Apart from good whole-food nutrition principals like limiting the processed stuff, it is very important to be consistently active. Being vegan alone isn’t enough to maintain an optimum healthy lifestyle but it is certainly a great advantage in keeping those arteries clear so the blood can pump oxygen and nutrients effectively around the body. I routinely tell my clients with elderly dogs “the key to longevity is activity”.

To get into mountaineering means getting into exercise. To enjoy it there has to be motivation otherwise it just feels like a hard slog with little reward. I think the key is to surround yourself with like-minded people and friends you can train with who inspire and motivate you. Joining a running club, or sussing out the local gym or group fitness classes is a good place to start. I think following some mountaineers or athletes on Instagram gives you an idea of what to expect and helps in the inspiration department. As for where to begin, New Zealand is the best place to start basic mountaineering. My secret to getting fit is to sign up to an expedition first, pay the deposit and then you have no choice but to get fit, works like a charm!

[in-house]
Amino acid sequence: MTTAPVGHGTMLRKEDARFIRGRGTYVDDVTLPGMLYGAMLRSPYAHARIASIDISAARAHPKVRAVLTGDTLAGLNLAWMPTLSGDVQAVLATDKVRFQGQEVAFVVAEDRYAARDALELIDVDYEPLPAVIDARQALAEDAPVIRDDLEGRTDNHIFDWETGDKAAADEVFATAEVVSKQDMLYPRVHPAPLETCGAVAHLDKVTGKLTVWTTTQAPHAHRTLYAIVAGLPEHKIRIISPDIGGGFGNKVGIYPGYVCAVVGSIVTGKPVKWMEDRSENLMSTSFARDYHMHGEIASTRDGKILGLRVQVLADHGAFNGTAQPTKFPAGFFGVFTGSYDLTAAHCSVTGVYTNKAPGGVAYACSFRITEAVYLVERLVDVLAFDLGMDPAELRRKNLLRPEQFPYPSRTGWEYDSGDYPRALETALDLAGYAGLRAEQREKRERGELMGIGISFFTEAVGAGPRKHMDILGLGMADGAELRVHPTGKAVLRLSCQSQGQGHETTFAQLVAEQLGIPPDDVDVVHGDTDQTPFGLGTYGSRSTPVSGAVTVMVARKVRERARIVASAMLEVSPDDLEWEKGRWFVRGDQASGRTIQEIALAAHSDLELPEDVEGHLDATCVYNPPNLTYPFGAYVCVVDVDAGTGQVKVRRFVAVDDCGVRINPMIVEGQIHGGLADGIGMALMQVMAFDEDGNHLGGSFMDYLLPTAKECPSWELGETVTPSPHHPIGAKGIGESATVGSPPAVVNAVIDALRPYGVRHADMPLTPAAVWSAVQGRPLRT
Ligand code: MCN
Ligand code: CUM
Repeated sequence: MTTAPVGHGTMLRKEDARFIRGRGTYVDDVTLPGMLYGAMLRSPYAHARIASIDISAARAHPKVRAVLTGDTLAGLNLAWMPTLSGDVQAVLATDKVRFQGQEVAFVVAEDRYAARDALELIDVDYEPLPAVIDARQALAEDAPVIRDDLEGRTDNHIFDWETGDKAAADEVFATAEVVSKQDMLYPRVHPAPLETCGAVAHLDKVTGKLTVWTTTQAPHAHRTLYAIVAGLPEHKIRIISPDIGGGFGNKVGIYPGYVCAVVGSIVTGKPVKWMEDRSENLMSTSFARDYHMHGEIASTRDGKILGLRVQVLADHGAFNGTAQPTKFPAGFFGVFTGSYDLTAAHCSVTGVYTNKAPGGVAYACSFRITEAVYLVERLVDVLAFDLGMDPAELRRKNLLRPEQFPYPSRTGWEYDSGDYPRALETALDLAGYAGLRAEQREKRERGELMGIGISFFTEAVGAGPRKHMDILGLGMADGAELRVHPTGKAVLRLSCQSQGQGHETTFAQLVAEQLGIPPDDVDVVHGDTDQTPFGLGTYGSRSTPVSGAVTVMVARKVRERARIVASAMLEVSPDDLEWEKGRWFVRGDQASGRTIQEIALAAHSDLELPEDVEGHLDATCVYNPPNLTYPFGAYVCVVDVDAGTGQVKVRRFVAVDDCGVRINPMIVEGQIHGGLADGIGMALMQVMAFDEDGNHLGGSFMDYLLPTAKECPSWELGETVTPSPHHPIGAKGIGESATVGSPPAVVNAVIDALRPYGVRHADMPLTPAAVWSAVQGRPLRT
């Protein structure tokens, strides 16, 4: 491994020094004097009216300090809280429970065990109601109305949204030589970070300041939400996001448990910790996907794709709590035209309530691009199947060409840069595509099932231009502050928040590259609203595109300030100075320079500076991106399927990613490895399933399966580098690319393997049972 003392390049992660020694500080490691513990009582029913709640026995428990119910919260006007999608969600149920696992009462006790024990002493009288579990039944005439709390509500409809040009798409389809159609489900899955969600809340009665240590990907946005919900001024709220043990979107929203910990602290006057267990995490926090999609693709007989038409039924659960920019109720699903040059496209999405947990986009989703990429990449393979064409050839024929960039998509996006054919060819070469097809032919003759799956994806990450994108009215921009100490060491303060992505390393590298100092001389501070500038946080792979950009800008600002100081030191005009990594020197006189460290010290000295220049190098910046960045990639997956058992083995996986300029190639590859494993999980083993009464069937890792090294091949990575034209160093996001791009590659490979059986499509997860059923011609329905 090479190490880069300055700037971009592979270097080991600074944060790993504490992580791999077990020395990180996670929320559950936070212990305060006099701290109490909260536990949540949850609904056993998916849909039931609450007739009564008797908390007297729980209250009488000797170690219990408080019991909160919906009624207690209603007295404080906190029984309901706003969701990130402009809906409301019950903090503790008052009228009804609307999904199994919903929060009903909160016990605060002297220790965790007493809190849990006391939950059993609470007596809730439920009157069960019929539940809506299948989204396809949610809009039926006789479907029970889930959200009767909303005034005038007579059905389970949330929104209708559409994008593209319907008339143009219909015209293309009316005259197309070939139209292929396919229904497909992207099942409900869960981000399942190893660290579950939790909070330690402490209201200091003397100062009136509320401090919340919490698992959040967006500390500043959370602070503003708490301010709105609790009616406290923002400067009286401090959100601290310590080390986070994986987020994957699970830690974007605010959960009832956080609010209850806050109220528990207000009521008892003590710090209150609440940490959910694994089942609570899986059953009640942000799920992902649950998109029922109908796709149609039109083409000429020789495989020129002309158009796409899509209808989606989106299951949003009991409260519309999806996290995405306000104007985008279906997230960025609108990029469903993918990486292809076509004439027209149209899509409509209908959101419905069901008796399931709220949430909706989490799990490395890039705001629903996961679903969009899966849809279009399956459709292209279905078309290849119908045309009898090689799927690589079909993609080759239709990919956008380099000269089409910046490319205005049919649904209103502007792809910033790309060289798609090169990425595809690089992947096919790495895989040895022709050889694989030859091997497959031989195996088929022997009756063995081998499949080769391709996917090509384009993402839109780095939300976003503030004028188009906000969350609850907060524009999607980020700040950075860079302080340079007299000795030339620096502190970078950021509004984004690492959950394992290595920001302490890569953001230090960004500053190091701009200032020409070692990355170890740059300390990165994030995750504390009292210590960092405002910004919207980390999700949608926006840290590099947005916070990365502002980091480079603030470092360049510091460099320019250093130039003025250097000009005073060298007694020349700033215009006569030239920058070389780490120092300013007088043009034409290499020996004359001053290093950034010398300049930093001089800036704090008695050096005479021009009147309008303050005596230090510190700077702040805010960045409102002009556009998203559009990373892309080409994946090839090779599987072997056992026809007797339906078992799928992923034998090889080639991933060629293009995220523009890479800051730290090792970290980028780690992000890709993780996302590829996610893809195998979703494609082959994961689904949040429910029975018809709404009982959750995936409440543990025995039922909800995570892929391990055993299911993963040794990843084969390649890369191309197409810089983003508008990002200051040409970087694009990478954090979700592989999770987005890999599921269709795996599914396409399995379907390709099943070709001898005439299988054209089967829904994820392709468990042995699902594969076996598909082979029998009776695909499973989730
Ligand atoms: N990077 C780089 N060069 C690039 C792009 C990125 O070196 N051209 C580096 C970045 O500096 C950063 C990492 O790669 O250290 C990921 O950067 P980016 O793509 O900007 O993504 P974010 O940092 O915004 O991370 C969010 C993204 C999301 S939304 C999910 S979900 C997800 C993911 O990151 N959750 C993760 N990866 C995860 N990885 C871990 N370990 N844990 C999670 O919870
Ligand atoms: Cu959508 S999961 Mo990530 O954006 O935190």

Rob’s quick-fire questions

Are there any mountain climbers or other vegan athletes you admire that you’d like to share with our readers?

Some other outwardly vegan adventurers are Kuntal Joisher (summited Mt Everest the day before me) and Melbourne local, Dean Maher (who was the first to summit Everest in cruelty-free gear). Special mention to Atanas Skatov who passed away on the treacherous K2 (world’s second highest mountain) this year. He was the most successful big mountain vegan climber of our time.